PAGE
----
Thu, 11 Sep 2008 00:00:00 PDT

A new study at OSU has finally resolved a controversy that cellular biologists have been arguing over for nearly 50 years, with findings that may aid research on everything from birth defects and genetic diseases to the most classic "cell division" issue of them all - cancer.

Biological "Clock" Influences Damage Done by Oxidative Stress

Tue, 19 Aug 2008 09:52:35 PDT

Swing shift workers and frequent fliers beware - scientists have identified yet another biological issue that relates to the "circadian clock" found in almost every species from insects to humans, and discovered that the time of day also affects the ability to resist oxidative stress.

Greatest Value of Forests is Sustainable Water Supply

Wed, 16 Jul 2008 00:00:00 PDT

The forests of the future may need to be managed as much for a sustainable supply of clean water as any other goal, researchers say in a new federal report - but even so, forest resources will offer no "quick fix" to the insatiable, often conflicting demands for this precious resource.

OSU's Transparent Electronics Key to Solar Energy Breakthrough

Tue, 17 Jun 2008 13:52:13 PDT

Transparent transistors and optoelectronics created by researchers at Oregon State University and HP have found their first key industrial application in a new type of solar energy system that its developers say will be four times more cost-efficient than any existing technology.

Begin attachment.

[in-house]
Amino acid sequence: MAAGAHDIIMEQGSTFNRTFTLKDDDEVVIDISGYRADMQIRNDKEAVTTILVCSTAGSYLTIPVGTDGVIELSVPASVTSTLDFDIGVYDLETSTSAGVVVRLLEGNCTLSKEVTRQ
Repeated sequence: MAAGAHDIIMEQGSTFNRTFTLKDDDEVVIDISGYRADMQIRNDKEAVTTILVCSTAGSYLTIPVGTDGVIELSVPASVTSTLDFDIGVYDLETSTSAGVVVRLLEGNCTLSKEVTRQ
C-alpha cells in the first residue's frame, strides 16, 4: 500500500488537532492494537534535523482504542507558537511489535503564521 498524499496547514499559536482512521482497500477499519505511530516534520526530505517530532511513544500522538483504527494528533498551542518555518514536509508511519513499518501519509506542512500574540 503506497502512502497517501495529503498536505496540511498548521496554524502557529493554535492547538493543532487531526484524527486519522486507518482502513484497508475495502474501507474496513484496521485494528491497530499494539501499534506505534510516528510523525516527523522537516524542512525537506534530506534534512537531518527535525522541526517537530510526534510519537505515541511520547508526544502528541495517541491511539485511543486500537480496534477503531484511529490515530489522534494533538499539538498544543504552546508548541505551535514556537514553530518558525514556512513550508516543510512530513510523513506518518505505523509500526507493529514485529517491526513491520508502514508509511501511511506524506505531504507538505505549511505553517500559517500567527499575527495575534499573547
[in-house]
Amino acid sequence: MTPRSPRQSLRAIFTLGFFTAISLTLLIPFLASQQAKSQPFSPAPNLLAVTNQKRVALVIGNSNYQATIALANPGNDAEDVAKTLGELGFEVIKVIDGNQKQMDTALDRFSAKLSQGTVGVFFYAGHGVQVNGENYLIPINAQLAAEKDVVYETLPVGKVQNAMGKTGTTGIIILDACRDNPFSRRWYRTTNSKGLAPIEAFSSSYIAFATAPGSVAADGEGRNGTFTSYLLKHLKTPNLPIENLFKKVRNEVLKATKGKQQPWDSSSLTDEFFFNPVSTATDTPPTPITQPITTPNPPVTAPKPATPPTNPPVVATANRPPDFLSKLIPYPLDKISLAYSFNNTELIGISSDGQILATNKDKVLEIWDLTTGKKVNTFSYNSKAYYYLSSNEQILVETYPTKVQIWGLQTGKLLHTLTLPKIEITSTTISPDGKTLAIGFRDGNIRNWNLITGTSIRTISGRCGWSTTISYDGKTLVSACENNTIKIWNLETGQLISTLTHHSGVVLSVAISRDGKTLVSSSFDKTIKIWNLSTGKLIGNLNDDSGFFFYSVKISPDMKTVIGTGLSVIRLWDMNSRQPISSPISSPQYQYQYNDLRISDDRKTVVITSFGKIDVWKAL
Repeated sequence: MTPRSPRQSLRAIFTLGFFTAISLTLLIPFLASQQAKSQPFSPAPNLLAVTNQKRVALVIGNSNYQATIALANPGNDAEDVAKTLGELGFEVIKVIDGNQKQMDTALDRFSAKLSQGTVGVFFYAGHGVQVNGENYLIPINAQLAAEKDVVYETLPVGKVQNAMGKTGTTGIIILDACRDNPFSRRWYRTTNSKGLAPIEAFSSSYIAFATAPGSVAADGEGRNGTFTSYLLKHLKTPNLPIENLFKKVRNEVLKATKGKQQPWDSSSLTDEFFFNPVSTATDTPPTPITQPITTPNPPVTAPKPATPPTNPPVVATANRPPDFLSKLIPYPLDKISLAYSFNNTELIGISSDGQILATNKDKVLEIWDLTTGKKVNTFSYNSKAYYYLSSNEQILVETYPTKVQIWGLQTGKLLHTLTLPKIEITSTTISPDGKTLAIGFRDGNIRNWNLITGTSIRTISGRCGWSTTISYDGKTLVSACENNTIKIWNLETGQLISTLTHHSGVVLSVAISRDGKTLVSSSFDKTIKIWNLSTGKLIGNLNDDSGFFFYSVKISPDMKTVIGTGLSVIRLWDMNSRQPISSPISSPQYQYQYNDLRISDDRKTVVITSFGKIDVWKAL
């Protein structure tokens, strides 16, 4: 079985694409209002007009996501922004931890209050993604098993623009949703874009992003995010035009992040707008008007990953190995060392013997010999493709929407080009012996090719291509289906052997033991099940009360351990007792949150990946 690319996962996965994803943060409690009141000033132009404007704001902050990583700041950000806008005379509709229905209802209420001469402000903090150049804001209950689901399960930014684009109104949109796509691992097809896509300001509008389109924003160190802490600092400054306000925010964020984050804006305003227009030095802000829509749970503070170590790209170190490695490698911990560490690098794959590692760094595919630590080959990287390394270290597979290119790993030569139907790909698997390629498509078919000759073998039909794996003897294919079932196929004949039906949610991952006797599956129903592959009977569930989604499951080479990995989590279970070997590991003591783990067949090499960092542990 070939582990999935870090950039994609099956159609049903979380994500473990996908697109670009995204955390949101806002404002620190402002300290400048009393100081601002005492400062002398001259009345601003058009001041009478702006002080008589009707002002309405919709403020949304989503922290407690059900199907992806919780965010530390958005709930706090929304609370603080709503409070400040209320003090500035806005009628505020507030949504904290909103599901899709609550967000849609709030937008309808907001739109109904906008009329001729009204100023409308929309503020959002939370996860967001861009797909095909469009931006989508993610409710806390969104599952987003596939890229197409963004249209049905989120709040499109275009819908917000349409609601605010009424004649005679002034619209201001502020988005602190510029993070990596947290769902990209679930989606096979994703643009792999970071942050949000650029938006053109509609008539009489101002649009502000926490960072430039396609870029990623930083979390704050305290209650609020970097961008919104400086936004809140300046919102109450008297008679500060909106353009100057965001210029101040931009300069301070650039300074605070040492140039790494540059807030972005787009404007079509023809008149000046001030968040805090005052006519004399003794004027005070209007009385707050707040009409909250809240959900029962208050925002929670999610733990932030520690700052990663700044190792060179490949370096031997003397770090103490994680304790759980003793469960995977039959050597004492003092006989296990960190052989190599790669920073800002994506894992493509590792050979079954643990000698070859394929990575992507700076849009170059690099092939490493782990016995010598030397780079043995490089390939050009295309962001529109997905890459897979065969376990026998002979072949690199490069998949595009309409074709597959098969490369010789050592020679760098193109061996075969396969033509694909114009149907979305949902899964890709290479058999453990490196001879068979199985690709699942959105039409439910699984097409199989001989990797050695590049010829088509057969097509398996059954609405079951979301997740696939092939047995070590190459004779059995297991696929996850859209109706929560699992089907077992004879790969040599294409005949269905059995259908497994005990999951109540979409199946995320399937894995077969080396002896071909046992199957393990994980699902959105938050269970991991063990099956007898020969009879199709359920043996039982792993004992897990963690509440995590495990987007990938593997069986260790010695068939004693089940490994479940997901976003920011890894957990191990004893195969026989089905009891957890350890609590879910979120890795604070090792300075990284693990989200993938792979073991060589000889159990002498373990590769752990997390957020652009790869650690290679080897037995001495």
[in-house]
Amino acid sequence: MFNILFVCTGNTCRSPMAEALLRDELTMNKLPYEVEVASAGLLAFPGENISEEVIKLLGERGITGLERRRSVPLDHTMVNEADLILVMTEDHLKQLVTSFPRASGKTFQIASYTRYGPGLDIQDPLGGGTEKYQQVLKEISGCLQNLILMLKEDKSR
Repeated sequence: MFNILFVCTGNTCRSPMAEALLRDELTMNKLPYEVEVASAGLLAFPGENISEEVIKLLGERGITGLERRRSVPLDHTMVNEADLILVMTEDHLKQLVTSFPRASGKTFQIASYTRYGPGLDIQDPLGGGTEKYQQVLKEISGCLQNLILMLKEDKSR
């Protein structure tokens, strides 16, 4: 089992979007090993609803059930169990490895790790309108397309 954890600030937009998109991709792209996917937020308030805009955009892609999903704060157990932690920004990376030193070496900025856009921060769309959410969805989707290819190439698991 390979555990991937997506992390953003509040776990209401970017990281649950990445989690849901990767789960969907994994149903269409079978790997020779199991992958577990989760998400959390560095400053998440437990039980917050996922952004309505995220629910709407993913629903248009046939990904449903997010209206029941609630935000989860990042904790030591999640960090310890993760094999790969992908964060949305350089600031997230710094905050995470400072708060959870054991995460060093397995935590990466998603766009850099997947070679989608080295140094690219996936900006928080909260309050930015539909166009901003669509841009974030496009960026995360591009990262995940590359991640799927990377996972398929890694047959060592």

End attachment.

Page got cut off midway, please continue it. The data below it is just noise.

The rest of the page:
Studies Confirm Greenhouse Mechanisms Even Further Into Past

Fri, 16 May 2008 00:00:00 PDT

The newest analysis of trace gases trapped in Antarctic ice cores now provide a reasonable view of greenhouse gas concentrations as much as 800,000 years into the past, and are further confirming the link between greenhouse gas levels and global warming, scientists reported today in the journal Nature.

New Parasite Discovered; Infects Waterfowl, Other Species

Thu, 17 Apr 2008 00:00:00 PDT

(image) OSU microbiologists have discovered a new species of "myxozoan" parasite that has been found for the first time to infect a warm blooded animal - in this case, ducks - after evolving from its relatives that are common in cold-blooded fish and aquatic worms.

Unexpected Nutrient Found Key to Ocean Function

Tue, 18 Mar 2008 00:00:00 PDT